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Navatek And Lockheed Team Up On SWATH Ship Design

Navatek Ships, Ltd. of Honolulu, Hawaii, and the Marine Systems Division of Lockheed Missiles & Space Co., of Sunnyvale, Calif, have teamed up to commercialize SWATH ship technology originally developed by Lockheed for the defense industry.

The announcement of the joining was made by Steven Loui, president of Pacific Marine, the parent of Navatek Ships, and Michael Laden, vice president of Lockheed Missiles & Space Co.

In a joint statement, the companies noted that "the end of the Cold War has opened up the opportunity for American industry to commercialize selected defense technologies, and we look forward to working together to advance SWATH ship design and commercialization of those designs worldwide." Navatek Ships, Ltd. designed and built the first U.S. Coast Guard (USCG)-approved commercial SWATH cruise ship in America, the Navatek I, in service in Hawaii since March 1990.

The 140-foot, 18-knot, 430-passenger vessel is reportedly the largest commercial SWATH built in the U.S., and the first in the world to be classed by the American Bureau of Shipping (ABS). Operated by Royal Hawaiian Cruises, it has carried more than 400,000 passengers on its three daily-scheduled cruises. Royal Hawaiian The Navatek II, under construction at Navatek Ships, will feature a state-of-the-art motion control system from Lockheed. Cruises will also operate the 82-foot, 22-knot, 149-passenger SWATH Navatek II, now under construction and scheduled to begin commercial service in Hawaii in January 1994.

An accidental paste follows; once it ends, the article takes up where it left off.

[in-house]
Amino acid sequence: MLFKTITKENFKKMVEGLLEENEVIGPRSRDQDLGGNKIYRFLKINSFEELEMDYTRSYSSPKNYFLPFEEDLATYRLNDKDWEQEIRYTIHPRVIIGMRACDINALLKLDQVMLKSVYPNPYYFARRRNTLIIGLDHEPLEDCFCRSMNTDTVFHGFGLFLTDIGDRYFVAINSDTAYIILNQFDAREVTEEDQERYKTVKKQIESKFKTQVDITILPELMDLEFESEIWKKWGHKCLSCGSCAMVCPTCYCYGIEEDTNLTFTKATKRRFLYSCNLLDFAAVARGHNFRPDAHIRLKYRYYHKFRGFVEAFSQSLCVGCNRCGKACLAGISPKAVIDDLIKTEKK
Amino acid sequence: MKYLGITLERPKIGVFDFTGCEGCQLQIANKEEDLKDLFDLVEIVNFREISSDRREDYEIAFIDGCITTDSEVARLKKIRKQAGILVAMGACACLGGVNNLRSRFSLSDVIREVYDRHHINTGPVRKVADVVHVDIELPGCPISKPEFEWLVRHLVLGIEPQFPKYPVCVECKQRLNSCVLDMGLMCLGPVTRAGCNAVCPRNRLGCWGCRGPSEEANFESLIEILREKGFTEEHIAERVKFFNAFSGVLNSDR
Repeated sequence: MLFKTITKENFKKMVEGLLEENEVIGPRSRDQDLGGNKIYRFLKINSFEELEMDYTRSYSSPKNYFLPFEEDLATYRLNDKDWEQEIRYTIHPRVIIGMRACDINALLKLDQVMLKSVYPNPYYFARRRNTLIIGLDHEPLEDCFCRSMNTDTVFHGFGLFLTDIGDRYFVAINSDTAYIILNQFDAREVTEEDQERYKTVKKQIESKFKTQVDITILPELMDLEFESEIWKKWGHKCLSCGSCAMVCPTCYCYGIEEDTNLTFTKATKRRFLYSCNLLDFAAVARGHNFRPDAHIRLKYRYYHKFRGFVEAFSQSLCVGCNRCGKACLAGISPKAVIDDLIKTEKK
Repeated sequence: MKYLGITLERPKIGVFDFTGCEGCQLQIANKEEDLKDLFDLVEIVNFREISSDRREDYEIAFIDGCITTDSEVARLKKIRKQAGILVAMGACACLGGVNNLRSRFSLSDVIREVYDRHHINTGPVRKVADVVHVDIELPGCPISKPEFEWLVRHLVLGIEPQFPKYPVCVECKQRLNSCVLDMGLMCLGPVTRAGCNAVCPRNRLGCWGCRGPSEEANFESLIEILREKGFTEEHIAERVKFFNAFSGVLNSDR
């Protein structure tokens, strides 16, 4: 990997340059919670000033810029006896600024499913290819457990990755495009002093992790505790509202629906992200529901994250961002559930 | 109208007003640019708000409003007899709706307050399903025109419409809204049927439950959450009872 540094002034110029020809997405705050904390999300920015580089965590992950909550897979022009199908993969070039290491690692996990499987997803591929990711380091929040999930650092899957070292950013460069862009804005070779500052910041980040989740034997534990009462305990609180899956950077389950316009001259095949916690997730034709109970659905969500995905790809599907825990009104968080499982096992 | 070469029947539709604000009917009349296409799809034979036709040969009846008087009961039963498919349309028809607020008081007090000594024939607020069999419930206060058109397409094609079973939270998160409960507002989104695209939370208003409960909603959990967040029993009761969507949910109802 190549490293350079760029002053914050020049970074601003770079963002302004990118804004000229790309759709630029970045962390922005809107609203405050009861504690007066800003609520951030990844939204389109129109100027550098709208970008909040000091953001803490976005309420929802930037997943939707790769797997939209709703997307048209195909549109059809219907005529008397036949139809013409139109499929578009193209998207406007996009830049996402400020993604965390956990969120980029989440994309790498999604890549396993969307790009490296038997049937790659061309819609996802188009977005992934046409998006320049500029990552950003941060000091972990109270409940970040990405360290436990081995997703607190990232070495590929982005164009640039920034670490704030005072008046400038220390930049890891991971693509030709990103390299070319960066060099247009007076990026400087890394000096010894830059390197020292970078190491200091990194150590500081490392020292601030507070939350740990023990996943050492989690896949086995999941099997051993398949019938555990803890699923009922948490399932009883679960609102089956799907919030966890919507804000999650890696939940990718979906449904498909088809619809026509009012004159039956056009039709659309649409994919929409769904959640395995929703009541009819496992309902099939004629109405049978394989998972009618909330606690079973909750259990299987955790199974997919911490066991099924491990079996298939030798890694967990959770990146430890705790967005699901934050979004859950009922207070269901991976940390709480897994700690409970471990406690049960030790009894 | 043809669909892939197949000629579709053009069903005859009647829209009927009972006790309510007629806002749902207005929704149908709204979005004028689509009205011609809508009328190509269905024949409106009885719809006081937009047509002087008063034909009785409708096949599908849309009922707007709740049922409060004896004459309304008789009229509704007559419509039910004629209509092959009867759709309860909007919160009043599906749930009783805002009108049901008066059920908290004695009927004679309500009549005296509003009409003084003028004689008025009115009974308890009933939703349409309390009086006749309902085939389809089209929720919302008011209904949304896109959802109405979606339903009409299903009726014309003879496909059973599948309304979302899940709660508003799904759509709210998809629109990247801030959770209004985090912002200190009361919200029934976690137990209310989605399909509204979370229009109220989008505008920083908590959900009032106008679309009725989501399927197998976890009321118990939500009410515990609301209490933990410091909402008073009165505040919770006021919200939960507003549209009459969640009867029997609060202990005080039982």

Lockheed Missiles & Space Co., a leading defense contractor, has been involved in the development of many unique, high-tech marine vehicles.

In addition to the Polaris/Poseidon/Trident missile programs, Lockheed developed one of the world's first deep diving manned vehicles, Deep Quest, followed by development of the Navy's submarine rescue submersibles, Deep Submergence Rescue Vehicle I & II.

Lockheed's patented motion control system has been installed in the U.S. Navy's T-AGOS 19 and T-AGOS 23 SWATH surveillance ships, and the company's high-tech SWATH hull designs and computer aided ship control systems continue to push state of the art. Defense conversion opportunities, such as those being pursued with Navatek Ships, Ltd., are a high priority with Lockheed.

The first product of this collaborative teaming arrangement is Navatek's new 82-foot SWATH prototype. "We knew Lockheed had done extensive hydrodynamic studies on SWATH hull forms for the defense industry," said Mr. Loui.

Navatek has the commercial license to use the Lockheed patented single-canted strut, stable rudder and non-parallel SWATH hull technologies. Lockheed retains the rights to the technology for the defense and government markets.

Additionally, Lockheed is designing a motioncontrol system for Navatek's new Navatek II.

The two companies, in addition to their collaboration on SWATH design, are also exploring other hull forms first developed by Lockheed for the defense industry, which may also offer some commercial potential. "The development of dualuse technologies, applicable both to civilian and military users, is being encouraged by the Clinton Administration," both manufacturers noted.

 
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